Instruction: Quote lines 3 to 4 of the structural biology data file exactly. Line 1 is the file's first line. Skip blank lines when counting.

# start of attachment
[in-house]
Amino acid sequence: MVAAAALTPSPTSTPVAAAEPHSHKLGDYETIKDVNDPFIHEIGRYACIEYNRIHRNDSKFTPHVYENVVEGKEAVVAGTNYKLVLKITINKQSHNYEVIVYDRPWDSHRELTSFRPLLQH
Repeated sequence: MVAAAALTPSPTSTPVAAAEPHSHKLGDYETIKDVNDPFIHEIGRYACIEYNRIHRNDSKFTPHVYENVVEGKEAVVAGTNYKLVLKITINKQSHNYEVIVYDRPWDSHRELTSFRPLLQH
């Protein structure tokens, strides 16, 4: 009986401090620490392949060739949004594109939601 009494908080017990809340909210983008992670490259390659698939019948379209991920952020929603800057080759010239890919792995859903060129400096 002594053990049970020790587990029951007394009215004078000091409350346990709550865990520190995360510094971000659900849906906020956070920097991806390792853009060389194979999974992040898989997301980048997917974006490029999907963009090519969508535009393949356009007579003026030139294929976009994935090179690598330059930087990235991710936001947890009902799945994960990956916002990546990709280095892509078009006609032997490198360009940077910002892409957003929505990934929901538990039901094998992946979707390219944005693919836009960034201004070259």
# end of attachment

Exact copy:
Repeated sequence: MVAAAALTPSPTSTPVAAAEPHSHKLGDYETIKDVNDPFIHEIGRYACIEYNRIHRNDSKFTPHVYENVVEGKEAVVAGTNYKLVLKITINKQSHNYEVIVYDRPWDSHRELTSFRPLLQH
């Protein structure tokens, strides 16, 4: 009986401090620490392949060739949004594109939601 009494908080017990809340909210983008992670490259390659698939019948379209991920952020929603800057080759010239890919792995859903060129400096 002594053990049970020790587990029951007394009215004078000091409350346990709550865990520190995360510094971000659900849906906020956070920097991806390792853009060389194979999974992040898989997301980048997917974006490029999907963009090519969508535009393949356009007579003026030139294929976009994935090179690598330059930087990235991710936001947890009902799945994960990956916002990546990709280095892509078009006609032997490198360009940077910002892409957003929505990934929901538990039901094998992946979707390219944005693919836009960034201004070259």